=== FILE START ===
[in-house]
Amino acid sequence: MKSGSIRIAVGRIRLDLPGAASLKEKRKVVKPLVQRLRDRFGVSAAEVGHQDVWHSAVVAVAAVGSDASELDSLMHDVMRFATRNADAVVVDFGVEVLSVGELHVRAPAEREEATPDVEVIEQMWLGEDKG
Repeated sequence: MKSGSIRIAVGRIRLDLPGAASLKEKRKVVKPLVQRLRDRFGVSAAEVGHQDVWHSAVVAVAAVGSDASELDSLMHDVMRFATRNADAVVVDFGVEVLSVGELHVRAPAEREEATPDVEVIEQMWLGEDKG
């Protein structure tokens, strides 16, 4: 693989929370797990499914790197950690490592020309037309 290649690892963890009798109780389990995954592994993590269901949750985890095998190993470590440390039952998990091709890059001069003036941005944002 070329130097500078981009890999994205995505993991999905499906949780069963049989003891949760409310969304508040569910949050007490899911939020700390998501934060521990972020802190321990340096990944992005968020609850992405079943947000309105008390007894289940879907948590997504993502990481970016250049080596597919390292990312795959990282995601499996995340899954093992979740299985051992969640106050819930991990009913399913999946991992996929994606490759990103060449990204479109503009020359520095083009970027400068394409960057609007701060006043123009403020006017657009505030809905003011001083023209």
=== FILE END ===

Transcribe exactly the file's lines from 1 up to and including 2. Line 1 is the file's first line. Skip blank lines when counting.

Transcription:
[in-house]
Amino acid sequence: MKSGSIRIAVGRIRLDLPGAASLKEKRKVVKPLVQRLRDRFGVSAAEVGHQDVWHSAVVAVAAVGSDASELDSLMHDVMRFATRNADAVVVDFGVEVLSVGELHVRAPAEREEATPDVEVIEQMWLGEDKG